Written by Kim Zeuli
Milwaukee, once known primarily for its manufacturing and brewing companies, has recently gained attention for its dominance in a different sector – the city has become one of the world’s most significant hubs for water research.
“Implausible as it might sound, Milwaukee is transforming itself from a dying industrial center into a technology mecca – a water technology mecca,” wrote Joann Muller in a 2013 Forbes article titled “The Capital of Water.”
Located on the shores of Lake Michigan, it was the city’s access to water that once drove an industrial economy rooted in fur-trading, meatpacking, tanning and brewing. While some cities virtually collapsed with the decline of industry, Milwaukee has found a way to leverage its existing assets to drive growth in a 21st century industry: the water industry.
The growth of a water cluster didn’t occur overnight. Back in 2006, the CEOs of Badger Meter (flow measurement and control technologies) and A.O. Smith (water heaters) had a meeting, where they came to the realization that there were 120 such water-related companies in Milwaukee. They hatched the idea that Milwaukee, if positioned correctly, could become a world leader in water technology. They took the concept further by convening a group of 80 stakeholders from business, government, academia and the community. This group later became known as The Water Council, and has since spearheaded efforts to establish Milwaukee as a global center for water research, economic development and education. Or in other words, “the Silicon Valley of water technology,” says Richard Meeusen, chief executive of Badger Meter.
Long-lasting growth within the industry, the Council understood, would require alignment across stakeholder groups. Businesses would only grow if seeded by new research and development at the universities, and they would need a specialized workforce. The University of Wisconsin (UW)-Milwaukee responded by opening the School of Freshwater Sciences, the only graduate program of its kind of the country. “There is nothing else like this in the United States at all,” Dean Amhaus, president and CEO of The Water Council told Governing magazine in 2013. The program would help grow “companies and entrepreneurs [focused on] developing ways to use water more efficiently and return it at a high quantity and quality,” he explained. UW-Whitewater followed suit by creating a track for students in water business.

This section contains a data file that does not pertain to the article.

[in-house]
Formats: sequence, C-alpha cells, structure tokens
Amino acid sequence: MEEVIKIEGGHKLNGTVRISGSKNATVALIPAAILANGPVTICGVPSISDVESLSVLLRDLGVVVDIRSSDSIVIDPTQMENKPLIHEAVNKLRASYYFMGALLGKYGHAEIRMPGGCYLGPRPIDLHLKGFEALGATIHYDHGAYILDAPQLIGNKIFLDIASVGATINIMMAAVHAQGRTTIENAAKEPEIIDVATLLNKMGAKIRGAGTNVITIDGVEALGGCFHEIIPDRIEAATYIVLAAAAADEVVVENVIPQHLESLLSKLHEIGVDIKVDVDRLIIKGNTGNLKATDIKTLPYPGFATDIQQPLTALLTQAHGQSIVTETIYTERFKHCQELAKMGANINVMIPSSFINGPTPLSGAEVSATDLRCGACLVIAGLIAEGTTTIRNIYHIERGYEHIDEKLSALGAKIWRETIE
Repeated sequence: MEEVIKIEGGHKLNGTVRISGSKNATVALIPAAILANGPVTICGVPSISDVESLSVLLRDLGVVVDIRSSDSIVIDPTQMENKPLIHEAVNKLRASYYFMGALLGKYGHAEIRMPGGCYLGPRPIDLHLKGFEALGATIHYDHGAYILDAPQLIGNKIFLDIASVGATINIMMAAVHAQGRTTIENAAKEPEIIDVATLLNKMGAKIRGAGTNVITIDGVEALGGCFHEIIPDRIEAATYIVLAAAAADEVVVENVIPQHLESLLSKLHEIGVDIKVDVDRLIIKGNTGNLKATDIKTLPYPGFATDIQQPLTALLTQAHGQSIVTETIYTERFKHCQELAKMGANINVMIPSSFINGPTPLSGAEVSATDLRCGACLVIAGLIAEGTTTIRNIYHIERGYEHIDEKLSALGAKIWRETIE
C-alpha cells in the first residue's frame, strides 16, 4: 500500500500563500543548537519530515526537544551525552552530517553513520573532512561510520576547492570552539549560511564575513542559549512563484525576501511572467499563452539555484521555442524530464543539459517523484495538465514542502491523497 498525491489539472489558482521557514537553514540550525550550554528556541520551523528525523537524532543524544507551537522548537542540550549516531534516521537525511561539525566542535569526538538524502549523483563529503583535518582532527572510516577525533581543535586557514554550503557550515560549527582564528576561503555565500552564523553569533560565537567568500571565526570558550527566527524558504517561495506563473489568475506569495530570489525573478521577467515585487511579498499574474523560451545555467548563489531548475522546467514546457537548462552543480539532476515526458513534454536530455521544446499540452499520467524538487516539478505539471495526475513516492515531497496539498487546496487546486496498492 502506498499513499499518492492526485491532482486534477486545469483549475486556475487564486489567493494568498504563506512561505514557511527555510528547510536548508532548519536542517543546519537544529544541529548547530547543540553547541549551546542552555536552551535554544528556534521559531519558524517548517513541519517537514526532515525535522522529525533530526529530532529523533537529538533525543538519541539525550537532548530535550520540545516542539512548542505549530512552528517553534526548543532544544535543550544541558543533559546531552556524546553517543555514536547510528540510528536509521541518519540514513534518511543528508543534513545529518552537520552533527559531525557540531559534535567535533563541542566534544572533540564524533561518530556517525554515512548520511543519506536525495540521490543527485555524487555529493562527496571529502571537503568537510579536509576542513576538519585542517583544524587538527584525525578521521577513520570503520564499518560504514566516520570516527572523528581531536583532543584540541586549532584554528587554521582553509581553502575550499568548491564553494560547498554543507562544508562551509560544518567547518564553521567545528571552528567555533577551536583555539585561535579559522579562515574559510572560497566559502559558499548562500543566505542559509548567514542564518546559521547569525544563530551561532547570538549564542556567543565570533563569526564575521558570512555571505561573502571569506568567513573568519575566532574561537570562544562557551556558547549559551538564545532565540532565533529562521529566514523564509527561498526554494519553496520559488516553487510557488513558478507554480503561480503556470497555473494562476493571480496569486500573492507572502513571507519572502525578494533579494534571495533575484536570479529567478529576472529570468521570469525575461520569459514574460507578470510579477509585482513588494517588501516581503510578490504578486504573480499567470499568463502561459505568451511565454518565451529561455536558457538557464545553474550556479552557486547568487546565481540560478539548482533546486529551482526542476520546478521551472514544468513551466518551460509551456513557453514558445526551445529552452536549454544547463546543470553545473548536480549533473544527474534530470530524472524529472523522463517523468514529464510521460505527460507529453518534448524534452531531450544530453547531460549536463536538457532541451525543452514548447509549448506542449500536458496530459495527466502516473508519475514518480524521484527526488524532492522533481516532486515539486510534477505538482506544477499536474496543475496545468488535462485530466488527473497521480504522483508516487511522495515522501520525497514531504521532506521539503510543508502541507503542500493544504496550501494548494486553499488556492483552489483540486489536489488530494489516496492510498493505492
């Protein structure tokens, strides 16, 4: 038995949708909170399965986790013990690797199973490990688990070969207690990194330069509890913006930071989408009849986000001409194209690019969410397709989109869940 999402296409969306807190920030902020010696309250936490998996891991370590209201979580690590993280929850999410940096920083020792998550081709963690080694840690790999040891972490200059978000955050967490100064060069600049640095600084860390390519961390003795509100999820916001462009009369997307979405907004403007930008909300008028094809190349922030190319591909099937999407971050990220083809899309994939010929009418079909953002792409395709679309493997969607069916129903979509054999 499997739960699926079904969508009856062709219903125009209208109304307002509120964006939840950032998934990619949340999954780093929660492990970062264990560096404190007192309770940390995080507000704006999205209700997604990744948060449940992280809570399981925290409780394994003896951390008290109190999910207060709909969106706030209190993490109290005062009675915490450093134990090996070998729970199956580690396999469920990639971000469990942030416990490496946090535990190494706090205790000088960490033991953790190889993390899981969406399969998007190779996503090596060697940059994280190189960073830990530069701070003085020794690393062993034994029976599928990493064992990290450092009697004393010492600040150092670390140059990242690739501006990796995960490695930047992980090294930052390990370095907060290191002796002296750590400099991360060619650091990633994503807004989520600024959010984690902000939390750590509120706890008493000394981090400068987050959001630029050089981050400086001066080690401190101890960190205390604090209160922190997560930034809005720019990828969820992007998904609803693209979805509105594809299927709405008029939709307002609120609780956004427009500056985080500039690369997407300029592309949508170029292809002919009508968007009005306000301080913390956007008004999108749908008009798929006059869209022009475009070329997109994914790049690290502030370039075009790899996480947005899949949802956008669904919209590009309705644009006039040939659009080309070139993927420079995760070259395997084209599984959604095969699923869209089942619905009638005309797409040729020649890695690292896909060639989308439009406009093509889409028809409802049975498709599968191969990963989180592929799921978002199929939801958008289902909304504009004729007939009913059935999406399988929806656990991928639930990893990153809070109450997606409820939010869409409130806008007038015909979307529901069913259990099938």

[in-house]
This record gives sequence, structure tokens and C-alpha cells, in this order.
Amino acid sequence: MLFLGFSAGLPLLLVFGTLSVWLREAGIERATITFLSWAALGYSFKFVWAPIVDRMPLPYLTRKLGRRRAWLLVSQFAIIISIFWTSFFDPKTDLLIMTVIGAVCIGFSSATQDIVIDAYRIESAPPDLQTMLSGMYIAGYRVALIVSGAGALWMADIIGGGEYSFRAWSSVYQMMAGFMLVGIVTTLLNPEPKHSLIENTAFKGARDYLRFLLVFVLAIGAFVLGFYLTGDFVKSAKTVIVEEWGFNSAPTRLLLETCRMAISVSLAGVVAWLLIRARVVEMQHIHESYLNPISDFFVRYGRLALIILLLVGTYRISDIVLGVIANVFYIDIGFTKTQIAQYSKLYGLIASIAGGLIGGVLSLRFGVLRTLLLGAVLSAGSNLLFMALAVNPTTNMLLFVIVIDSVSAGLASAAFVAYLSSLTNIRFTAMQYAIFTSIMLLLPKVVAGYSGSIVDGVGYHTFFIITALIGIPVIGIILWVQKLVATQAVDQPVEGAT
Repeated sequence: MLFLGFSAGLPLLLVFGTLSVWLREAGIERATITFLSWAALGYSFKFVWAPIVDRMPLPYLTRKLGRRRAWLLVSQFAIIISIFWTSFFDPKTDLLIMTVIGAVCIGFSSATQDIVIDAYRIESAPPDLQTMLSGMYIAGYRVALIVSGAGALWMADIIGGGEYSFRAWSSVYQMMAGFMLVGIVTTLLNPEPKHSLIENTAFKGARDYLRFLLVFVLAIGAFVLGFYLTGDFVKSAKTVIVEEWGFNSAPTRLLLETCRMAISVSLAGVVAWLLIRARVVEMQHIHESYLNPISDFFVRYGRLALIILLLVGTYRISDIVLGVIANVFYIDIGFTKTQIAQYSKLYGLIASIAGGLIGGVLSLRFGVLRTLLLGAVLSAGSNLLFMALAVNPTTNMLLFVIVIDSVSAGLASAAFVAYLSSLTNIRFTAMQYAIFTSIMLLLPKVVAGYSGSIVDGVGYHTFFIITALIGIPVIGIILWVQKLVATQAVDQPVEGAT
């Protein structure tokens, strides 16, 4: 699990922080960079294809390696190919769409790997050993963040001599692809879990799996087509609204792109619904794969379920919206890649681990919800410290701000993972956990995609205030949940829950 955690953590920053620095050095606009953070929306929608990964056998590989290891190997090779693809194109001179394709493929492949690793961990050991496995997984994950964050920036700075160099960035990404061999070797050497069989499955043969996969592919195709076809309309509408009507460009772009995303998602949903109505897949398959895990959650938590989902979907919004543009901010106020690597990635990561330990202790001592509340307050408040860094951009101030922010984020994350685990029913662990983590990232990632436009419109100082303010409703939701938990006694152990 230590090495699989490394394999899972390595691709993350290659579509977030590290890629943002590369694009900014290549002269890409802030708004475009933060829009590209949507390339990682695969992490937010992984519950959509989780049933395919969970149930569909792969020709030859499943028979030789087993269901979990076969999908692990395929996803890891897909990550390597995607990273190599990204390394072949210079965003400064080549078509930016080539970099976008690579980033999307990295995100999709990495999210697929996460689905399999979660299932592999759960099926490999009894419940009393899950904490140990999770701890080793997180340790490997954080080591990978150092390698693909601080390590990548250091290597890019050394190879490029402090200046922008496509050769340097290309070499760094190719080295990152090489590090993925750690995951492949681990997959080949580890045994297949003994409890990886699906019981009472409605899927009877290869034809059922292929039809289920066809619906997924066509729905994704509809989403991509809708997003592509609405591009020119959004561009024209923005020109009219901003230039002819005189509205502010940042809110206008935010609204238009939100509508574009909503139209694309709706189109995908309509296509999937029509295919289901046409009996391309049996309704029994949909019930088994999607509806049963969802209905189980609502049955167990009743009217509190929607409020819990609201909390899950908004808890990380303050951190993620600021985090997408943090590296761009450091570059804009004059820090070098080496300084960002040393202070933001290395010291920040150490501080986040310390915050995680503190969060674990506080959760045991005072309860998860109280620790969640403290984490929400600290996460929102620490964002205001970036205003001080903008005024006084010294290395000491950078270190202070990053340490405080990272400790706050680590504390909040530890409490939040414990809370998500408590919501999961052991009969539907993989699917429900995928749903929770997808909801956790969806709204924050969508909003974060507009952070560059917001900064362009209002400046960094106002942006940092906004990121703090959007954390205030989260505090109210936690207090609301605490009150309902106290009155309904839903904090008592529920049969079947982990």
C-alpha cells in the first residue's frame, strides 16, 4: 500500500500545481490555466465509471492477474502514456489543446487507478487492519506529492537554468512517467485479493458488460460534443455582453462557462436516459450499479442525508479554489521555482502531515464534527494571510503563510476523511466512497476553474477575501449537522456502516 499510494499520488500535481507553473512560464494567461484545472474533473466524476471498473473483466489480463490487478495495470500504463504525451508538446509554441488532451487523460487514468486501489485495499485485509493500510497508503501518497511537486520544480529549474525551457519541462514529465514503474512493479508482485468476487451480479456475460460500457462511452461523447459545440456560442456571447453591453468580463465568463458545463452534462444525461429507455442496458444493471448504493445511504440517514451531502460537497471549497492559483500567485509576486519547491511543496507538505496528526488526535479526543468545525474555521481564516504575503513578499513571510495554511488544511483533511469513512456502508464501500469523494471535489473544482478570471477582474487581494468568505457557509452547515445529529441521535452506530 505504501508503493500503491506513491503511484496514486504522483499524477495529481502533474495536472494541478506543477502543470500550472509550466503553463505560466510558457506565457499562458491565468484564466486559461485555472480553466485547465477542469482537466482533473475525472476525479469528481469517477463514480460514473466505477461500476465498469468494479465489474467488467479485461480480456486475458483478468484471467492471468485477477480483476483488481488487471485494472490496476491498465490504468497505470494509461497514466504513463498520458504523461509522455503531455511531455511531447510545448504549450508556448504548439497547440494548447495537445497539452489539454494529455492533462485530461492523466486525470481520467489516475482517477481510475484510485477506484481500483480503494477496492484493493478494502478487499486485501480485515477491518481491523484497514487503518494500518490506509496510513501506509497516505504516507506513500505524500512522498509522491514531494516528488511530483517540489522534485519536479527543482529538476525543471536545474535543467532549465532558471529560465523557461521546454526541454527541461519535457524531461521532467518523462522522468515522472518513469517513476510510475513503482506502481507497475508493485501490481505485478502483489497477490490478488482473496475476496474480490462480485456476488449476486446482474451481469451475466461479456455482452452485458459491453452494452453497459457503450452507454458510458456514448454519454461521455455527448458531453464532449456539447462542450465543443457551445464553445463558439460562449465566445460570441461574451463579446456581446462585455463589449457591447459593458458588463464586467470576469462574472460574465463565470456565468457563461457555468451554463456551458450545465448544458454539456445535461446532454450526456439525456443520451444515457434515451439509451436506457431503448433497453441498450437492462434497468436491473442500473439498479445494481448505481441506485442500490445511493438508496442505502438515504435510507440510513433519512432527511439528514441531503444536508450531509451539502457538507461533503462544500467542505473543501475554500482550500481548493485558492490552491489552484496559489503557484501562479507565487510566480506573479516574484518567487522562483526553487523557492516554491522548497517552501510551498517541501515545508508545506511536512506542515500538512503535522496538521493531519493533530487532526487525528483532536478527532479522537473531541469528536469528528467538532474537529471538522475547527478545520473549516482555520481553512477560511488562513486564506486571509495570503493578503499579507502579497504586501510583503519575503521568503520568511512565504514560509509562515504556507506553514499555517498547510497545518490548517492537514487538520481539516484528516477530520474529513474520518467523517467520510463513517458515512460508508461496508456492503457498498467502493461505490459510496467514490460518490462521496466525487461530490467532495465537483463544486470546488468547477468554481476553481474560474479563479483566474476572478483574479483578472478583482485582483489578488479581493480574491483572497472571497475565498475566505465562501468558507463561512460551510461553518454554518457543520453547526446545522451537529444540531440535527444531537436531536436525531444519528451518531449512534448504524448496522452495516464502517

State government has played a major role by funding many of the private-sector led initiatives. For instance, the program at UW-Milwaukee was backed by $50 million from the state. The government has also committed funding to a grant program rewarding promising water-tech companies coming out of the newly created Global Water Technology Center, a seven-story business incubator and R&D facility. But by and large, the government has allowed the private sector to take the lead. “If it had started at the public end, we would be hustling to get private-sector involvement,” Mayor Tom Barrett has said. Allowing the private sector to run with the effort has “allowed for much more flexibility.”
By all indications, the private-led strategy has worked.
Presenting at the 2015 Inner City Economic Summit last month in Detroit, Scott Mosley, Director of Investment Strategies for The Water Council, described Wisconsin water cluster’s growth: Today, there are over 200 companies working on technologies across the full water cycle. Over 35,000 people are employed by cluster companies. Export growth increased by 7.4 percent in 2014 alone, and The Water Council now has 19 academic partners supporting its efforts.
These efforts include: (1) Increasing research in water technology; (2) Commercializing water technology research; (3) Promoting water entrepreneurship; (4) Increasing access to capital; and (5) Developing a workforce skilled in water.
Combined, these efforts have transformed Milwaukee’s reputation from a flailing Rust Belt city to the “Fresh Coast” city. Cluster-based economic development approaches such as these are particularly important to struggling inner city economies, because strong clusters drive economic performance by sparking faster job growth, higher wages and greater new business formation, growth and survival.
Recent ICIC research found that leveraging competitive assets, engaging diverse stakeholders and developing strong public-private partnership organizations to lead cluster initiatives are critical for cluster growth. The Water Council is a great model of a successful cluster initiative—reviving the Milwaukee economy as a result.